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Absentee-Parenting Pitfalls : Safety is not the only factor to consider when siblings are left without adult supervision, according to local child-care experts. It's also important to evaluate the emotional impact on each child, especially the one left in charge.


It didn't take Deborah Brociek long to realize she'd made a mistake when she accepted a full-time job about two years ago and started leaving her two children home alone for a few hours every weekday afternoon.

Brociek, a Fullerton resident, says she decided to put Andrea, who was then 11, in charge of 10-year-old Ryan instead of hiring a baby-sitter, because her daughter had demonstrated a maturity beyond her years, and the siblings were such close companions that conflict seemed unlikely.

But the harmony that prevailed between them when Brociek was home quickly broke down in her absence. Ryan refused to accept his sister as an authority figure, and Andrea became excessively bossy as she struggled to maintain control over her restless, adventurous brother.

Brociek often received disturbing phone calls at work from both children. Andrea was usually frustrated and worried because her brother had taken off without telling her where he was going, and Ryan would complain that his sister was too strict.

Gradually, Brociek became aware that her children, who had once been inseparable, were "pulling away from each other." After a year of listening to them argue over issues that wouldn't have come up if an adult had been in charge, Brociek quit her job.

She feels lucky that she could afford to do that before World War III broke out in her household--and before her son, who had fallen off a bicycle and broken his arm during one unauthorized after-school outing, got into any more trouble.

Brociek was certain when she quit her job that the animosity between Andrea and Ryan would continue to grow if she didn't release her daughter from the role of surrogate parent. She says Andrea was thrilled to be relieved of that responsibility, and once the siblings were no longer engaged in a daily power struggle, they quickly began to rediscover the closeness they had enjoyed before.

Brociek learned--the hard way--that there are psychological as well as physical risks involved when siblings are left without adult supervision. Although safety is vital, it isn't the only factor parents should seriously consider when weighing the pros and cons of leaving their children home alone.

According to child-care experts, it's also important to evaluate the emotional impact a do-it-yourself child-care arrangement might have on each child in the family--particularly the one who is left in charge.


John Yzaguirre, a pediatric psychologist at Children's Hospital of Orange County, points out that the potential for problems is greatest in families that are under a lot of stress.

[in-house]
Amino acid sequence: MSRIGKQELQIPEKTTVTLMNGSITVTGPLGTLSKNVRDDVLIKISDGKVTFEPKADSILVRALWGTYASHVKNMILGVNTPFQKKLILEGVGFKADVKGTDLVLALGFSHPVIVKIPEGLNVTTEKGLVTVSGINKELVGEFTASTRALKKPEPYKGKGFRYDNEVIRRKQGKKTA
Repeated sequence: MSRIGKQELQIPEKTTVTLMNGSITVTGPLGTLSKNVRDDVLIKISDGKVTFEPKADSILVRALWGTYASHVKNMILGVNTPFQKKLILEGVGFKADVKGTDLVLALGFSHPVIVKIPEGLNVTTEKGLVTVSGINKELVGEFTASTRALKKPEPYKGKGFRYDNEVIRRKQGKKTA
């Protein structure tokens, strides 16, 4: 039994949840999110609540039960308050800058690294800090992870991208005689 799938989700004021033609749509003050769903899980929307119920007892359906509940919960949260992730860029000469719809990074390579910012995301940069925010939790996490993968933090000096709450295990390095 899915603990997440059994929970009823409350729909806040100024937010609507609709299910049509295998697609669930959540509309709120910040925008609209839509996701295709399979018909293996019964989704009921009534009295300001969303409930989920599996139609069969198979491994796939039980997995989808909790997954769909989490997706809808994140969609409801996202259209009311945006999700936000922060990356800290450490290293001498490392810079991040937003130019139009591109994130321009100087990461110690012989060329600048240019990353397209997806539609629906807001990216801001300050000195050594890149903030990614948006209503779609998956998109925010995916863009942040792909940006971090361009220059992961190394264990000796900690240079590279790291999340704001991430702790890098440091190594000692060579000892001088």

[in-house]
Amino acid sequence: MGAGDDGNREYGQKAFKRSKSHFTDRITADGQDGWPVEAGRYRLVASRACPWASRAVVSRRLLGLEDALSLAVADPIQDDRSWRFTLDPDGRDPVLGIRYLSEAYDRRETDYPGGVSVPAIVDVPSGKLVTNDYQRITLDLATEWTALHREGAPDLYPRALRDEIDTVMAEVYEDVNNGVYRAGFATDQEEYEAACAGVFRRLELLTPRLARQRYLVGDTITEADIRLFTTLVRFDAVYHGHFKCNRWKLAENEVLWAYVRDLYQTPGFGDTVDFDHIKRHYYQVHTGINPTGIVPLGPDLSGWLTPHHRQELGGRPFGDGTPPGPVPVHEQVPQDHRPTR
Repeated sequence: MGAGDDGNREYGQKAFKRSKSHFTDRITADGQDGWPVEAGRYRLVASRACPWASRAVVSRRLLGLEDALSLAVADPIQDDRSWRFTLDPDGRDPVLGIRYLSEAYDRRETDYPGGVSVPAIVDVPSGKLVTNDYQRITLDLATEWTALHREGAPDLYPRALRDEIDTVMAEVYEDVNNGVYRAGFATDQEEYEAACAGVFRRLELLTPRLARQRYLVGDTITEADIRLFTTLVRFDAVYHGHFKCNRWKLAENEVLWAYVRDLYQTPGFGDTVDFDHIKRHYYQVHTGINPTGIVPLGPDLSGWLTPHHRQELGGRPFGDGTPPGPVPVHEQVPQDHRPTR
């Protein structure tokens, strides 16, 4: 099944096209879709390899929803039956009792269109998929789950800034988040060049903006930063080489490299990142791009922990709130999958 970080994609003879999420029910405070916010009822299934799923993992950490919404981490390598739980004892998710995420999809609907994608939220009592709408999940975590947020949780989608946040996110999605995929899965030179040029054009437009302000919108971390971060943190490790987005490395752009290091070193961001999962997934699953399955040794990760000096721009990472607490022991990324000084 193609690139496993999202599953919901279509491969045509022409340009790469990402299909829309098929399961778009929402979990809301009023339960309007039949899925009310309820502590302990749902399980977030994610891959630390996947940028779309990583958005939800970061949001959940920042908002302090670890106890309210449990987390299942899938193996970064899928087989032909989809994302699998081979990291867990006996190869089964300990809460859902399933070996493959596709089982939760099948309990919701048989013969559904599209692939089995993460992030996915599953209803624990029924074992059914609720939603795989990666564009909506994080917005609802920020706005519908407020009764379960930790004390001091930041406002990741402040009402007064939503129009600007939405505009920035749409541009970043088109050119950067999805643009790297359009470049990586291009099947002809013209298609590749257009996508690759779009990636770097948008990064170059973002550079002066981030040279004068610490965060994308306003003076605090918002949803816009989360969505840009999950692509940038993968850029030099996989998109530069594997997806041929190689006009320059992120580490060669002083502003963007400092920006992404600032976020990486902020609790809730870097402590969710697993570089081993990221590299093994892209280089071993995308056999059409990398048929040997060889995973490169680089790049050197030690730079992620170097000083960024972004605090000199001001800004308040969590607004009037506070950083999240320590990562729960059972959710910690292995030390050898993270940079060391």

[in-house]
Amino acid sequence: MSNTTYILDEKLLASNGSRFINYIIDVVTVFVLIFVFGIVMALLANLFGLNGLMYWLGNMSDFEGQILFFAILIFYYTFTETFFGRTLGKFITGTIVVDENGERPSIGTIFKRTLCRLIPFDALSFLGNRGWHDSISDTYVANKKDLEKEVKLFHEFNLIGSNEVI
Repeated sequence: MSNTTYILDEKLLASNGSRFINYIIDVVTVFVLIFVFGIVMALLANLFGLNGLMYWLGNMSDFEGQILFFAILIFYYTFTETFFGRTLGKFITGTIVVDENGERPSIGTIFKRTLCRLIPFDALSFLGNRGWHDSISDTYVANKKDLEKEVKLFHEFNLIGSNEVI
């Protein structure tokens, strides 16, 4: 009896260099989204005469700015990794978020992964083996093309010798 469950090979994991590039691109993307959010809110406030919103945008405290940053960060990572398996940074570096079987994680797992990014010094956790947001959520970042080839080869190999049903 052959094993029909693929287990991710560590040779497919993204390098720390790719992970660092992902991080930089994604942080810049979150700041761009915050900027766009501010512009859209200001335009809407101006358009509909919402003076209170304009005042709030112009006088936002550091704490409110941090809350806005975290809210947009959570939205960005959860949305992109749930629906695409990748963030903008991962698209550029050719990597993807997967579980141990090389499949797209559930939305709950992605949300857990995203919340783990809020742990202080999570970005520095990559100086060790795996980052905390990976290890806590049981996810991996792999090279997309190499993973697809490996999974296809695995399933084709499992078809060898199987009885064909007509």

If the children's basic emotional needs--for attention, affection and approval--are not being met when mom and dad are home, they're more likely to feel cheated and misbehave when their parents are away, he observes.

Stressed-out parents should never try to make their own lives easier by delegating too much responsibility to their offspring or expecting older children to assume a parental role and meet the emotional needs of younger siblings. As Yzaguirre puts it: "If they are being asked to be mom or dad for the other kids, that would be inappropriate. If they're asked to be a good brother or sister and the role is clearly defined in terms that are fair, that's different."

In an ideal situation, children learn how to manage their anger, resolve conflicts and be more cooperative when they're home alone. And, while young children benefit from having a caring, responsible older sibling to look up to, the one who is left in charge has a chance to develop his or her nurturing skills and become more empathetic, Yzaguirre notes.

However, he cautions, "if you give more responsibility than the child is willing to assume, you're putting both the older and the younger sibling at risk."

Older children may feel abandoned and become resentful if they are given more responsibility than they're ready to handle. "They get angry because they're being robbed of their own childhood," Yzaguirre explains.


In that emotional state, they may not prove to be as reliable as parents think they are. Kelly Hogrefe, a child development specialist at Orange Coast College Children's Center in Costa Mesa, observes: "If you feel imposed upon, you don't look at the responsibility as seriously as you should."

Hogrefe has three daughters--ages 15, 12 and 9--and she has made a special effort to avoid using her oldest as a "substitute mother" for the younger siblings. For a while after her first-born was old enough to baby-sit, Hogrefe kept her youngest girls in child - care programs. That gave her oldest daughter some time to herself before the siblings came home and helped her feel less burdened when she was asked to baby-sit.

Now, the three girls are often left with the oldest in charge, but the 9-year-old still goes to a child-care program two afternoons a week, and the 12-year-old is able to fend for herself most of the time.

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